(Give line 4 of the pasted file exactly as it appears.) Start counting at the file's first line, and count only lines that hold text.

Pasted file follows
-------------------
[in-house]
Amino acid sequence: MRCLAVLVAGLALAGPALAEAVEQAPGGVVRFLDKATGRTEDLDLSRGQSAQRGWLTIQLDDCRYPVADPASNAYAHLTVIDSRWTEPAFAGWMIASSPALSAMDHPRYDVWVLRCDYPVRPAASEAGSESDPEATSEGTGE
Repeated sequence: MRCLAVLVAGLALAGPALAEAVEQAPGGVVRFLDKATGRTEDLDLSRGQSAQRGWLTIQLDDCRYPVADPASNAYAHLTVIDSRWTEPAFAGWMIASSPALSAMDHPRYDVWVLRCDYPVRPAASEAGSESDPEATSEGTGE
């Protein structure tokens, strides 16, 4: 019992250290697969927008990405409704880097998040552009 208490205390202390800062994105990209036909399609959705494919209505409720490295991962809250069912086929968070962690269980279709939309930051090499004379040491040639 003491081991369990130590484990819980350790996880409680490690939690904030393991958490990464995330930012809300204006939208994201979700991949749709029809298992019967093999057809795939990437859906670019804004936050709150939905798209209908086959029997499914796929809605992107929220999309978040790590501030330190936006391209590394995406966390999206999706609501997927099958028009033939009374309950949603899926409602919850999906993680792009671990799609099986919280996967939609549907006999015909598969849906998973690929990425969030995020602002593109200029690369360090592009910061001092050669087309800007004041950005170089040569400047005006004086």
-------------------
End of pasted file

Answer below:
């Protein structure tokens, strides 16, 4: 019992250290697969927008990405409704880097998040552009 208490205390202390800062994105990209036909399609959705494919209505409720490295991962809250069912086929968070962690269980279709939309930051090499004379040491040639 003491081991369990130590484990819980350790996880409680490690939690904030393991958490990464995330930012809300204006939208994201979700991949749709029809298992019967093999057809795939990437859906670019804004936050709150939905798209209908086959029997499914796929809605992107929220999309978040790590501030330190936006391209590394995406966390999206999706609501997927099958028009033939009374309950949603899926409602919850999906993680792009671990799609099986919280996967939609549907006999015909598969849906998973690929990425969030995020602002593109200029690369360090592009910061001092050669087309800007004041950005170089040569400047005006004086």